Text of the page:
Recently I posted a brief summary on some of the differences between the US and Italy as it pertains to coffee, and coffee culture.
Now, sometimes you notice things right away, and sometimes you don’t realize things until much later. This is a much later realization:
No need for a to-go cup.
The quick espresso, the quick shot of coffee, is a momentary event. It’s served, you may or may not add sugar, you chug it, you leave the bar. That’s it.
Since it’s a brief stop, there’s no need for a to-go cup.
I was standing at the bar waiting for my drink, hearing all the glass clinking, enjoying the sounds–I don’t know why but I like the hustle and bustle noise–when it dawned on me: there’s no paper or plastic anywhere.
In fact, once it hit me, I instantly started looking around for any sign of paper cups. Nothing. I looked for cardboard sleeves, wooden stirrers, drink stoppers, and everything else associated with a cup of coffee to-go. Surely, I was mistaken. But there was nothing.
Three weeks into my Italian stay, I started backtracking to every bar and restaurant, had I seen a to-go cup–anywhere? From this moment on, I started looking for signs of a coffee to-go. Any signs, any options, any markings for a to-go option; I looked everywhere. After 6 weeks in Italy, I recall one in Rome, which I attribute to the abundance of tourists, and I found one in Bassano del Grappa. Nothing in all my other travels (Galliera Veneta, Castelfranco, Vicenza, Cittadella, Treviso, Padua, Venice, Verona, Asolo).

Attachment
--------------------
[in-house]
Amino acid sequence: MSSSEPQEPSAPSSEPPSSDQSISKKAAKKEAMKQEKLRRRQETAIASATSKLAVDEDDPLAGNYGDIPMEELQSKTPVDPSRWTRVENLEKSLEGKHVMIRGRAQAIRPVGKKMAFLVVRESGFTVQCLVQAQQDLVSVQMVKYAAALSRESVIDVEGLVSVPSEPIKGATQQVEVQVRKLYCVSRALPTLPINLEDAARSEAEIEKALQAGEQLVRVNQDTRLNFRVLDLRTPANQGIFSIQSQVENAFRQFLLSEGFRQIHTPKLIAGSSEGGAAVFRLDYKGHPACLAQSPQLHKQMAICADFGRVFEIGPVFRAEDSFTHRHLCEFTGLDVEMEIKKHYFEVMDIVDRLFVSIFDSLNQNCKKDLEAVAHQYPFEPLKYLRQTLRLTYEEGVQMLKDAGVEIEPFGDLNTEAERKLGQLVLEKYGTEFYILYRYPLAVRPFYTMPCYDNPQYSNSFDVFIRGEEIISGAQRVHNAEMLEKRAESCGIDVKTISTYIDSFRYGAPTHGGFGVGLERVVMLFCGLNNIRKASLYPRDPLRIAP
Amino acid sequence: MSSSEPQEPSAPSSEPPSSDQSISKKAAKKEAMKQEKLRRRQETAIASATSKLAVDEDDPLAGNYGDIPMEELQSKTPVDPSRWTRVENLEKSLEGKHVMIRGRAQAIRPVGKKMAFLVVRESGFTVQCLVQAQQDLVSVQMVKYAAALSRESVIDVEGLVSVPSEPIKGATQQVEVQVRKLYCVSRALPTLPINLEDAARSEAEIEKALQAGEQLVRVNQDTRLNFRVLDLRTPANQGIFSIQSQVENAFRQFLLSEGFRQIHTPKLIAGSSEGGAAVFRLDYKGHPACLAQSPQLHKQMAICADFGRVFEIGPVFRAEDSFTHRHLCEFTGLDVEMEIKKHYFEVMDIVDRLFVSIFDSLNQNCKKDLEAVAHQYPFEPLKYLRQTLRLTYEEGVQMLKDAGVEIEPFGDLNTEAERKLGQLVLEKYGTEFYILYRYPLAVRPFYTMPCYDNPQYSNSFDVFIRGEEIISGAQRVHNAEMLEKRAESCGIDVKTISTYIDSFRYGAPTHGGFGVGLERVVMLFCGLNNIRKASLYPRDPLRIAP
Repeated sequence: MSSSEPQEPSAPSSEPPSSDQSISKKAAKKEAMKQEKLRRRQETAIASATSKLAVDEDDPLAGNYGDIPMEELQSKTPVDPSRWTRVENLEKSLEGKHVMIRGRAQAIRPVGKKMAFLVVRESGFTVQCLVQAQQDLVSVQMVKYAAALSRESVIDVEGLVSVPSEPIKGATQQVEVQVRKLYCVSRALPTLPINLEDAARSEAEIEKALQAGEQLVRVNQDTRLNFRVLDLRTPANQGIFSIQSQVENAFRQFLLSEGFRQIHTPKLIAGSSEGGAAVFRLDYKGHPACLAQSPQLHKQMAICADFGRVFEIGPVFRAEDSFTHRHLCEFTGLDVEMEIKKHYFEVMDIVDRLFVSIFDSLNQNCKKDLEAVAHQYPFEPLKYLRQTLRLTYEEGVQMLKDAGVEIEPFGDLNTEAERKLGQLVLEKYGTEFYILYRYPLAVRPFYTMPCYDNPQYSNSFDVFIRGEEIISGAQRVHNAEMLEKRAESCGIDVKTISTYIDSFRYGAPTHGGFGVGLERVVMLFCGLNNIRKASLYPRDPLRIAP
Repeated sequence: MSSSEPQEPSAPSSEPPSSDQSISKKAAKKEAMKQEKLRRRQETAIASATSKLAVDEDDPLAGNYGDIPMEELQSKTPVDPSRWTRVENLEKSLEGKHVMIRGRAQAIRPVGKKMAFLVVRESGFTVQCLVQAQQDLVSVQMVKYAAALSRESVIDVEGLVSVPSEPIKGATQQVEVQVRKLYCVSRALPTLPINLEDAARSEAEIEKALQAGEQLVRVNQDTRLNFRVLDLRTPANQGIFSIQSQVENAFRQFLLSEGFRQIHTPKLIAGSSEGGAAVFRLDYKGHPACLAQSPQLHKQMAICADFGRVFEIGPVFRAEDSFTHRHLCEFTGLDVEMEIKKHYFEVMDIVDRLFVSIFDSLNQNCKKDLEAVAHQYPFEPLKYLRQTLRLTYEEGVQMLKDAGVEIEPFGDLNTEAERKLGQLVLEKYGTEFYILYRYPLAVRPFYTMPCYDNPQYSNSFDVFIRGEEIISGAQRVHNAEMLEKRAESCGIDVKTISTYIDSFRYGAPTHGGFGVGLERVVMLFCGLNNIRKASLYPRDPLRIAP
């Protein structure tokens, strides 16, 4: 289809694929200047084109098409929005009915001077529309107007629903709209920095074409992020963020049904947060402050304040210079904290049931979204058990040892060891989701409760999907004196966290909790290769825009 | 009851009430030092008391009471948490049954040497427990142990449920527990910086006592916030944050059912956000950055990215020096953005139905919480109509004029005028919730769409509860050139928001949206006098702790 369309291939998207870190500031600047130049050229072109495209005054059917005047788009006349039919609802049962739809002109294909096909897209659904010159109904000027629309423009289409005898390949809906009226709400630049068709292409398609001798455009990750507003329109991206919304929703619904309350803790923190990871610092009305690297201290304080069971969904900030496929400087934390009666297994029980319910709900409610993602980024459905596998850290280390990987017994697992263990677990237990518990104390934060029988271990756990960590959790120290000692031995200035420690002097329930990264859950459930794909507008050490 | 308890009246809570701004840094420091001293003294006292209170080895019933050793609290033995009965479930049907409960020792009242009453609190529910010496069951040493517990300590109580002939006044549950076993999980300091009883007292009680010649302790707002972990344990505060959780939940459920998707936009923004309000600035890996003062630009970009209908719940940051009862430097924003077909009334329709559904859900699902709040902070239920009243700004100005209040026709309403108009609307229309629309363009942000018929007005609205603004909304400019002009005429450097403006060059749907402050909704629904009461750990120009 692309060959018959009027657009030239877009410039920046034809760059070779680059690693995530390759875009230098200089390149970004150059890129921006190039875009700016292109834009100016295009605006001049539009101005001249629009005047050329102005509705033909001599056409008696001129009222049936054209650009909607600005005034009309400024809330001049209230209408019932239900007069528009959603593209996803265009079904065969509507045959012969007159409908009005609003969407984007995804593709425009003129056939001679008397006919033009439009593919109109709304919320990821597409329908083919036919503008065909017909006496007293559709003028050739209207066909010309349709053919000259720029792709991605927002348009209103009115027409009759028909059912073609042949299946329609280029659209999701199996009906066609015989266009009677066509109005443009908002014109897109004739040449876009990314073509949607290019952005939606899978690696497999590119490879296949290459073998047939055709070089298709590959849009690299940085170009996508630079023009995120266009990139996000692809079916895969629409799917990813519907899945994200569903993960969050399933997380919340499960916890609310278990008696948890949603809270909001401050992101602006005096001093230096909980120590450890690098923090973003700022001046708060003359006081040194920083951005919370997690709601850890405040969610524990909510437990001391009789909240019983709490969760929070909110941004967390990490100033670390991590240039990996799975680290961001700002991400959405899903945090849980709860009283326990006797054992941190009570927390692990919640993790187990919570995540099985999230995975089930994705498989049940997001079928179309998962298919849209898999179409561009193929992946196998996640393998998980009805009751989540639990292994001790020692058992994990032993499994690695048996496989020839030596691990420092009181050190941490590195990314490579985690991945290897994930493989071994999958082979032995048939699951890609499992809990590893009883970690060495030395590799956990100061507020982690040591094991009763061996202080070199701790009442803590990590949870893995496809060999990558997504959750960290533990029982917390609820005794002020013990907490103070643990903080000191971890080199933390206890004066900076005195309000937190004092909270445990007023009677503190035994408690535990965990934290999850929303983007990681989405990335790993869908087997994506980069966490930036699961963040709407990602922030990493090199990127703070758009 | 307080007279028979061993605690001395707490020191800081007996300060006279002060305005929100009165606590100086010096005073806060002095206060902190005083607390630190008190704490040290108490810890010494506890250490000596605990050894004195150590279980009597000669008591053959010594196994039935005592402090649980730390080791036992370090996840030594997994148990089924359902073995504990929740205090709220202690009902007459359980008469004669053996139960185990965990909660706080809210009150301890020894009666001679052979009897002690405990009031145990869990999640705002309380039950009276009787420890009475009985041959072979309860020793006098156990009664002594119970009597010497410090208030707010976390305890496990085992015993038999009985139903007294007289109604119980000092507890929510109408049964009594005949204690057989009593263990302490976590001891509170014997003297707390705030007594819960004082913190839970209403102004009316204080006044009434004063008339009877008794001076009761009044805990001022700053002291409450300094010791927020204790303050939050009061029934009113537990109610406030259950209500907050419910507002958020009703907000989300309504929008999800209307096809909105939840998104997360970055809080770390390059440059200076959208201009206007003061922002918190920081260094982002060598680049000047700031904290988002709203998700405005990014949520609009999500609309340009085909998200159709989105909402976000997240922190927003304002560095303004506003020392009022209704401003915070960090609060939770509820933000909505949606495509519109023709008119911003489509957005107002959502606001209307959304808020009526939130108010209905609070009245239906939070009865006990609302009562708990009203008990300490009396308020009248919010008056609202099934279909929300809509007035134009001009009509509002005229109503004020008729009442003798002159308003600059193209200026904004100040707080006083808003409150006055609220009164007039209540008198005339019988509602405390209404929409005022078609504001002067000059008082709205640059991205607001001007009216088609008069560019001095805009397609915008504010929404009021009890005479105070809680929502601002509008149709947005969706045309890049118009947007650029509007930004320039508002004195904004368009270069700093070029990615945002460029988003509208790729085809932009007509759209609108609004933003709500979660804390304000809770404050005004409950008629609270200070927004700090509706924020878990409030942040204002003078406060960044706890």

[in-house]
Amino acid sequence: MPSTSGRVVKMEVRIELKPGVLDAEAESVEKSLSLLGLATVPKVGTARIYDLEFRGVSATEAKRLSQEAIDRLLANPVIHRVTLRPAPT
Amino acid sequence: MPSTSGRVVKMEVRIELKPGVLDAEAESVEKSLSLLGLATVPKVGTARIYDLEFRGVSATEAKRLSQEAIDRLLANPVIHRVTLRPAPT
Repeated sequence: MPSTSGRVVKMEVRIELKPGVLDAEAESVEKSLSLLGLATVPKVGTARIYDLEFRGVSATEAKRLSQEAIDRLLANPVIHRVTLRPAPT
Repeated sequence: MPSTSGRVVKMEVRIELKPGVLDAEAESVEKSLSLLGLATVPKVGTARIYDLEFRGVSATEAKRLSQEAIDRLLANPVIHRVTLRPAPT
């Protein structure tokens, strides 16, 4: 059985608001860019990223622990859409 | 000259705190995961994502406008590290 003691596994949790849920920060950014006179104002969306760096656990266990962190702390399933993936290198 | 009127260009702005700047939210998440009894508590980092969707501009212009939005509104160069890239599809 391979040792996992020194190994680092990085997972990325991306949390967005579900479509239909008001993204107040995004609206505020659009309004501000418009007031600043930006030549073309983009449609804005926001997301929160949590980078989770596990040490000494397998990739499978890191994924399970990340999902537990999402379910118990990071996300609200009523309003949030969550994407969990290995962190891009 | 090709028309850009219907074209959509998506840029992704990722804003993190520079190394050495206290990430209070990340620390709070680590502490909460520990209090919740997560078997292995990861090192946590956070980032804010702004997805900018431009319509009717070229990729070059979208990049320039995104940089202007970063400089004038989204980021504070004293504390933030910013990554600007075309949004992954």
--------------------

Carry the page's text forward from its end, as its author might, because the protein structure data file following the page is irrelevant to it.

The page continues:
Italians may drink a lot of coffee, but they’re not producing nearly as much paper and plastic waste with their caffeinated habit–not as much as we do in the States. It’s pretty amazing and quite the contrast, and while I love the idea and the concept of it all, I sure do miss my big American cup to-go. I miss being able to savor some added almond milk and flavor in the morning. 😉 ☕ So, it’s great for the environment, and I definitely appreciate it, but I’m not a complete convert. For now, it’s just another difference to note. 😊